The winged, humanoid monsters of Littlefield who allegedly lived in the basement of two elderly spinsters; the black eyed boy, presumably a BEK, who terrified a large airman on a military base; the ghost of a murdered call girl in the Gunter Hotel, San Antonio; the alleged hauntings of the historic Excelsior House Hotel in Jefferson, including a light-fingered woman in black with a baby, a perfumed lady, a headless man and a boy who wakes people up to ask whether they want breakfast (it is even claimed that Steven Spielberg had a supernatural experience at the hotel, the guests of which have included Oscar Wilde and Ulysses S Grant; creepy and malevolent black eyed children (Black Eyed Kids or BEKs) in Abilene; the groaning Enchanted Rock, said to be genuinely magical; supernatural entities at Victoria's Black Swan Inn in San Antonio; the ghostly civil war soldiers of Patterson Road, Houston; and phantoms of the Faust Hotel, New Braunfels, which include a black cat, are yet more strange folktales of Texas.

    Sights/Places to See and Attractions in Texas

    The old frontier outposts of Fort Belknap, Fort Davis and Fort Richardson; the Lucas Gusher in the Spindletop Oil Field; the Caribbean beaches of Corpus Christi and the Gulf Coast; the Palo Duro Canyon, where a summertime Musical, Texas, is played outdoors; the Sahara-like sand dunes of Monahans; Fort Worth with its Water Gardens and Cowtown Coliseum; the scenery of the Hill Country, best seen while drifting down the Guadalupe River; Houston with the Lyndon B. Johnson Space Center and the battleship USS Texas; Amarillo in the Panhandle, with the historic J A Ranch and the Big Texan Steak Ranch where you can eat for free, if you take less than an hour to eat their huge steak meal; the Gulf city of Galveston with its amusement pier, the tall ship Elissa and Victorian architecture in the Strand and the East End; Dallas, setting of the great TV series; San Antonio with the Alamo mission, where Davy Crockett and Jim Bowie made their famous stand, as well as San Antonio Missions National Historical Park; the Trevino-Uribe Rancho in San Ygnacio; and the King Ranch, larger than the state of Rhode Island, are among the attractions of Texas.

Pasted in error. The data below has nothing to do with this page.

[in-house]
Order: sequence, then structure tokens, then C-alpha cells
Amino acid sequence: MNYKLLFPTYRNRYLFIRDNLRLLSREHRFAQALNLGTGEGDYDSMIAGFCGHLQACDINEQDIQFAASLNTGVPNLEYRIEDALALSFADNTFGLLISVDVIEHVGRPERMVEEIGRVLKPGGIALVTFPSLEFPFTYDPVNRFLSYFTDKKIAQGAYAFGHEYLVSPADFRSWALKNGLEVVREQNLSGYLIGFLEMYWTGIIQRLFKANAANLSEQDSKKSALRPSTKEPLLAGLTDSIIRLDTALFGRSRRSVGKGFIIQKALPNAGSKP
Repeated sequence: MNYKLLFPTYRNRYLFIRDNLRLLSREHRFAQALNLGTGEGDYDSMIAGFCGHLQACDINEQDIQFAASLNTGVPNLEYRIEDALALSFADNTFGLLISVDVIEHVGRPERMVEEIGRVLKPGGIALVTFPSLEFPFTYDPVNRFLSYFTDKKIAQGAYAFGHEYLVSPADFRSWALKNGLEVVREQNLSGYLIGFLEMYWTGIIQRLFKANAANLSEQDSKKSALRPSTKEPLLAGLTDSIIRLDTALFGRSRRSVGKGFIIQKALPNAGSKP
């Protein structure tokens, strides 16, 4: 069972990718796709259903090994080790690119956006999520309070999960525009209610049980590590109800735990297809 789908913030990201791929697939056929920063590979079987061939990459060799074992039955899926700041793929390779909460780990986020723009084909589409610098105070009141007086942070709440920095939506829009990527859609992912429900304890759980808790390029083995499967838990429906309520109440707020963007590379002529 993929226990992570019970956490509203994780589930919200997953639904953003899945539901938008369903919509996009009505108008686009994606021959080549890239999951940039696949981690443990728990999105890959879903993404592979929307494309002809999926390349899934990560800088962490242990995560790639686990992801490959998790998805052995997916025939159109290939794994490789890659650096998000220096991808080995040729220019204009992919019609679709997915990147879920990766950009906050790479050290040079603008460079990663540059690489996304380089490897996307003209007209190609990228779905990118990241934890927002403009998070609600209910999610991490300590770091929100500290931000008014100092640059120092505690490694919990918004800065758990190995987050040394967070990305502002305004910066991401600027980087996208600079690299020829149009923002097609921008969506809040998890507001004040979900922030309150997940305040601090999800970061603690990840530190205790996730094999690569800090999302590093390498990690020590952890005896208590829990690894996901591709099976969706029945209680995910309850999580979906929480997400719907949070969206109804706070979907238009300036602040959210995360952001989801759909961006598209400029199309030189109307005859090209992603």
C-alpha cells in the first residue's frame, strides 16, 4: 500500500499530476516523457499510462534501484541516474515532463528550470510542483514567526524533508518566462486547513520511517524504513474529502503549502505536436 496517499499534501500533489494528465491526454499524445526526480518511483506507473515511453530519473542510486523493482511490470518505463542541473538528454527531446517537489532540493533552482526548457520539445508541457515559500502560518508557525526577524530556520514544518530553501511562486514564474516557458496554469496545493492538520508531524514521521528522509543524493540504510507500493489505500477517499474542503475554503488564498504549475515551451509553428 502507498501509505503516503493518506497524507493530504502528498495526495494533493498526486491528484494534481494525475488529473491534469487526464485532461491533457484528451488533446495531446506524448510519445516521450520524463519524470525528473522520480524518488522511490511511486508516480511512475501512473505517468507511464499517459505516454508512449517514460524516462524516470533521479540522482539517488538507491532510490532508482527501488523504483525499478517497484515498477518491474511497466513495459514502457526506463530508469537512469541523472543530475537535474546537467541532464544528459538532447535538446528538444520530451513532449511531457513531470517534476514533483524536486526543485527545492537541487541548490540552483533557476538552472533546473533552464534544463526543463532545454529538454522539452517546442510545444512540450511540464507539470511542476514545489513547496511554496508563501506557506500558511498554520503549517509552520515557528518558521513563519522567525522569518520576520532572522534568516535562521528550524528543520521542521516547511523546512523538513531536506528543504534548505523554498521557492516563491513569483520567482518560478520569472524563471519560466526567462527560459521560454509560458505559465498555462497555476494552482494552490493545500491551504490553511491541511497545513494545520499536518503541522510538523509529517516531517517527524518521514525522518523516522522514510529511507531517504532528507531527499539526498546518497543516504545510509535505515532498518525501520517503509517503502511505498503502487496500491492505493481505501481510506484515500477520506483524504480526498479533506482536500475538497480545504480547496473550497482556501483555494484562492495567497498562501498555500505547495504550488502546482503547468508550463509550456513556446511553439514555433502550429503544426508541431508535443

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    Welcome to the United States. It is well-known that in Europe you should see London, Paris, Rome, Naples, Florence, Venice and Athens but in the USA you should see Anchorage, San Diego, Miami, Boston, Santa Fe, Sitka, Chicago, Seattle, Kansas City, New Orleans, Lake Tahoe, Las Vegas, Detroit, Philadelphia, St Louis, Indianapolis, Phoenix, Fairbanks, Atlantic City, Albuquerque, Houston, New York, Minneapolis, Skagway, Dallas, Atlanta, Salt Lake City, Los Angeles, Juneau, San Francisco, Savannah, Sacramento, Corpus Christi, Honolulu, Washington DC and Fort Lauderdale. Then perhaps you can say that you are familiar with the United States of America. The Grand Canyon, Route 66, the plantations and bayous of the Mississippi Delta, the Everglades, Niagara Falls, Marvellous scenery and sea life in Kenai Fjords National Park, rodeos, Yosemite National Park, Native American nations such as the Navajo and the Hopi, the California coastline, Mount McKinley and fabulous wildlife in Denali National Park, the Ozarks, Mount Rainier National Park, Glacier Bay National Park, Mount Rushmore, Hawaiian volcanoes such as Mauna Loa, the Okefenokee Swamp, the beach at Waikiki in Hawaii, the wild west town of Tombstone, the Arctic wilderness of Alaska, Yellowstone National Park, the Florida Keys, the Disney resorts, the Appalachians, the Adirondacks and Bryce Canyon are other places, sights or events that can justify your claim to know America. We hope that you enjoy your hotel.